I realize that. My point is that the chinese made practically no contributions to classical physics then last century they began attending western universities en mass then brought back their new found knowledge to china to establish their own schools. Thus every success they have stumbled upon was made possible by advances made by others. You'll notice their lunar rover looks very similar to Mars rovers. This, after it was announced that the chinese have been hacking and stealing technological secrets from the west for years now. Last night I was looking at pictures captured by the Viking lander in 1976 and suddenly we're concerned that the chinese have put a remote control car on the moon nearly 4 decades later??? Whoopie. Who cares? China's success is almost completely attributable to the hard work of others. Their whole existence is a sham of lies, theft and deceit. Just ask Tibet. It's an embarrassment that we even have relations with these people given their track record.
Whydening Gyre
5 / 5 (1) Jan 17, 2014
Here's the reality of it. If a technology is allowed to be seen, it means the actual "leading edge" is substantially farther ahead.
TheGhostofOtto1923
3 / 5 (2) Jan 17, 2014
I realize that. My point is that the chinese made practically no contributions to classical physics then last century they began attending western universities en mass
My god arent you full of shit. Heres a long list for you including:

Tsung-dao Lee - 1957 Nobel laureate in Physics
Daniel Chee Tsui - 1998 Nobel prize, Physics
Yuan T. Lee, won the Nobel Prize in Chemistry in 1986
Sun-Yung Alice Chang - Prominent mathematician. Professor of mathematics and chair of the department at Princeton University
Sow-Hsin Chen, nuclear physicist
Steven Chu - 1997 Nobel Prize in Physics, U.S. Secretary of Energy (2009)
Charles K. Kao - 2009 Nobel laureate in Physics who pioneered the development and use of fiber optics in telecommunications
Samuel C. C. Ting - 1976 Nobel laureate, Physics
http://en.wikiped...academia
antialias_physorg
5 / 5 (2) Jan 17, 2014
My point is that the chinese made practically no contributions to classical physics

So? That's like saying "western civilization made practically no contribution to mathematics, astronomy or medicine until the middle ages until they started attending arab centers of learning". What's the point of such a statement?

Chinese scientists are pulling (more than) their fair share of scientific findings. Going to a university is just a basis - but doing science goes far beyond what you learn at university.

And one thing is for sure: they have the mentality for hard work that many westerners lack (they take going to school/uni for granted and don't really apply themselves...instead expecting that without any effort someone wil give them a high paying job....bit of a "lala-land"-attitude if you ask me)
rockwolf1000
3 / 5 (4) Jan 17, 2014

And one thing is for sure: they have the mentality for hard work that many westerners lack (they take going to school/uni for granted and don't really apply themselves...instead expecting that without any effort someone wil give them a high paying job....bit of a "lala-land"-attitude if you ask me)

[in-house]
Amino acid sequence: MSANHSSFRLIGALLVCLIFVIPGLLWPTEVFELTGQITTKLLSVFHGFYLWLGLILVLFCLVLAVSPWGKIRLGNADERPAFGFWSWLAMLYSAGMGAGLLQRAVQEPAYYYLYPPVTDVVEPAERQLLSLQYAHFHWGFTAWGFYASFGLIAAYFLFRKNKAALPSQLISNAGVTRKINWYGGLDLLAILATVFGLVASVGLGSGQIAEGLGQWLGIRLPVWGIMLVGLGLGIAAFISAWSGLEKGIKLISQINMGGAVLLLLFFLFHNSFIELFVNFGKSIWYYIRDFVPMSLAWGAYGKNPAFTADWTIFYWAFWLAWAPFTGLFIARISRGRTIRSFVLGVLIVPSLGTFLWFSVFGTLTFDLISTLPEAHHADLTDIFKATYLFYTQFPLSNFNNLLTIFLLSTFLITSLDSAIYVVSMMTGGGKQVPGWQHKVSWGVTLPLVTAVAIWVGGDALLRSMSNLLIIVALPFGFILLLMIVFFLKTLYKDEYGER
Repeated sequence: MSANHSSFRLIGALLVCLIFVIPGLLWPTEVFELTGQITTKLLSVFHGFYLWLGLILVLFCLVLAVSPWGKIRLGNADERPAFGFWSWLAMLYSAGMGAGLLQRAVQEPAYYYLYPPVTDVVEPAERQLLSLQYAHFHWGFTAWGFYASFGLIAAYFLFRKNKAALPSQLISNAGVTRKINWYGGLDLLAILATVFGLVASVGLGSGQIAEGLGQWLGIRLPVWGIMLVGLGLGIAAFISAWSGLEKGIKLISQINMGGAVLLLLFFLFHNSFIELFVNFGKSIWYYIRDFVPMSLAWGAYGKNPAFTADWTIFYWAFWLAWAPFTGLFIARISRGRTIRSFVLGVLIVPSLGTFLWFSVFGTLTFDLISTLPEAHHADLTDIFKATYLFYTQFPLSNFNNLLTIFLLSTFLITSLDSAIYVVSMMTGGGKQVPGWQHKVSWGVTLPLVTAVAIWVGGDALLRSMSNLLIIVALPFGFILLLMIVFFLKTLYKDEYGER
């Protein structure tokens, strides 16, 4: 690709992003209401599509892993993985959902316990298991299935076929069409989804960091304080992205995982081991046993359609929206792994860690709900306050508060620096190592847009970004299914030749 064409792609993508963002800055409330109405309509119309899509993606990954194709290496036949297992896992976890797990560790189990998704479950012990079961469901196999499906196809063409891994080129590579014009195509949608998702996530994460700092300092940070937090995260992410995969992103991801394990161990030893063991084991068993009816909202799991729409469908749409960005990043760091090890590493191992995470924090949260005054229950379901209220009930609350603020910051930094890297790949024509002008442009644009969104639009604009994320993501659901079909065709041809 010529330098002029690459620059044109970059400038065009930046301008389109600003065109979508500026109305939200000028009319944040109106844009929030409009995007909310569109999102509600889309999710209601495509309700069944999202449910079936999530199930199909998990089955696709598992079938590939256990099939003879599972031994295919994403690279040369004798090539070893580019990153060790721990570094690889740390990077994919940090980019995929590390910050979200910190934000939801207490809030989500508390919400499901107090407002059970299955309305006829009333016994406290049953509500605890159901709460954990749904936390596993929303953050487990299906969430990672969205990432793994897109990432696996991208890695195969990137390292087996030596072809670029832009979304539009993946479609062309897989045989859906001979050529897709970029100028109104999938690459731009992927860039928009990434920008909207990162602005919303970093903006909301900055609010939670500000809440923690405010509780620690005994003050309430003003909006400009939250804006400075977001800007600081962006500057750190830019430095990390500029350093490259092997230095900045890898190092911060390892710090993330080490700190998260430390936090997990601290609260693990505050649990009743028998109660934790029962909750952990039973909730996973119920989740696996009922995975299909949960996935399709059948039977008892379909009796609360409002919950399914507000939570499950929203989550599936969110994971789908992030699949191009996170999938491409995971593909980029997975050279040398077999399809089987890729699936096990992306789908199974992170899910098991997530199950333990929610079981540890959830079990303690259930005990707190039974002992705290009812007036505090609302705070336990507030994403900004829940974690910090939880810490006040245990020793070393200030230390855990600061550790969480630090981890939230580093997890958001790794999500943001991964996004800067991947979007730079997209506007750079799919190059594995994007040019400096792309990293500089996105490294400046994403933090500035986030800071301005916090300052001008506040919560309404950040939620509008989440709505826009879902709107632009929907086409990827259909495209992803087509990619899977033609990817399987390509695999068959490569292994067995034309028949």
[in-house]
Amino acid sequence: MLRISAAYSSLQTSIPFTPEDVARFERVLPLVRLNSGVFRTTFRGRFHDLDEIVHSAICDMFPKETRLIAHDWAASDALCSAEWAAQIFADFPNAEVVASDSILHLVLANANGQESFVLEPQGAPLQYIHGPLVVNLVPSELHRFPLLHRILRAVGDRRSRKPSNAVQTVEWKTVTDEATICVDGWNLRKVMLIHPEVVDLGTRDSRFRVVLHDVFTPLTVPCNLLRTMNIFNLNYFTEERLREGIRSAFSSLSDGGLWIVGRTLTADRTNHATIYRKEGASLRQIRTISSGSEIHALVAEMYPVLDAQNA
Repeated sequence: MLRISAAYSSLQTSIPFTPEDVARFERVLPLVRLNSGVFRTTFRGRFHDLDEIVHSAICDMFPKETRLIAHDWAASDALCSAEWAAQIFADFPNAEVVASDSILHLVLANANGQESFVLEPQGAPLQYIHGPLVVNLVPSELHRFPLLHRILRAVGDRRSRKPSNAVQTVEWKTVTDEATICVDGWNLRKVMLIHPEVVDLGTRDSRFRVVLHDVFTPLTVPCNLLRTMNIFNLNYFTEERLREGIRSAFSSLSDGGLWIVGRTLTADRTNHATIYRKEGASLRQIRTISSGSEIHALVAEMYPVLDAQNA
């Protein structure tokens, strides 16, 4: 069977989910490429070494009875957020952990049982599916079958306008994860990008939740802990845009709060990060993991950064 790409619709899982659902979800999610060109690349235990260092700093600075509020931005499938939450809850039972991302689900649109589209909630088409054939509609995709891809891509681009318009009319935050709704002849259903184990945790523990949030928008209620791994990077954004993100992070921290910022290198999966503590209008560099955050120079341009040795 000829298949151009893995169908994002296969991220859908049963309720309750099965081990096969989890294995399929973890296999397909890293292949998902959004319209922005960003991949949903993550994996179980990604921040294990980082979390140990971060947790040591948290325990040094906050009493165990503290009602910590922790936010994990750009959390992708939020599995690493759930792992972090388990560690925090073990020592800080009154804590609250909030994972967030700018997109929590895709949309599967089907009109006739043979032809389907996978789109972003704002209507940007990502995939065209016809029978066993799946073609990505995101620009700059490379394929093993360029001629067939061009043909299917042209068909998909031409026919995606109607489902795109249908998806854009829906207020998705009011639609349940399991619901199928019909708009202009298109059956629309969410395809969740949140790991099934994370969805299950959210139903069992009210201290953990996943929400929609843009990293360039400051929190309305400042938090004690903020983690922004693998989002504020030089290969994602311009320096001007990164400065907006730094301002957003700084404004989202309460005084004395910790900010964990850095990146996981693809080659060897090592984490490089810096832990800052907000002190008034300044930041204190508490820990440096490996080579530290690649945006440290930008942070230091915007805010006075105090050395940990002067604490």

It's truly amazing what you can achieve by brainwashing.
rockwolf1000
3.7 / 5 (3) Jan 17, 2014
I realize that. My point is that the chinese made practically no contributions to classical physics then last century they began attending western universities en mass
My god arent you full of shit. Heres a long list for you including:

Tsung-dao Lee - 1957 Nobel laureate in Physics
Daniel Chee Tsui - 1998 Nobel prize, Physics
Yuan T. Lee, won the Nobel Prize in Chemistry in 1986
Sun-Yung Alice Chang - Prominent mathematician. Professor of mathematics and chair of the department at Princeton University
Sow-Hsin Chen, nuclear physicist
Steven Chu - 1997 Nobel Prize in Physics, U.S. Secretary of Energy (2009)
Charles K. Kao - 2009 Nobel laureate in Physics who pioneered the development and use of fiber optics in telecommunications
Samuel C. C. Ting - 1976 Nobel laureate, Physics
http://en.wikiped...academia

Thanks for making my point. Nothing before the 50's.
TheGhostofOtto1923
1 / 5 (1) Jan 18, 2014
Thanks for making my point. Nothing before the 50's.
Im not sure what your point is. Are you saying Chinese people didn't have intellectual capabilities until after ww2? Because it seems like that's what you're saying. Maybe their strict diet of rice and fish heads was affecting their ability to concentrate -?

Of course it could very well be the case that chronic malnutrition and conflict caused by overpopulation WERE reasons why few had the time or the capacity for study in that religion- dominated country.

Similar conditions in Europe during the Middle Ages could explain the same thing there.
Osiris1
not rated yet Jan 19, 2014
In fact, the cold war never ended! And now the wheel is yet again poised.......to turn. I really look forward to this as this new space race that we have 'suddenly discovered' is going to revitalize southern California industry and jobs as has not been seen in decades. Nowhere else is there so much concentration of talent, resources and just sheer beauty of nature that God put in one place in this world.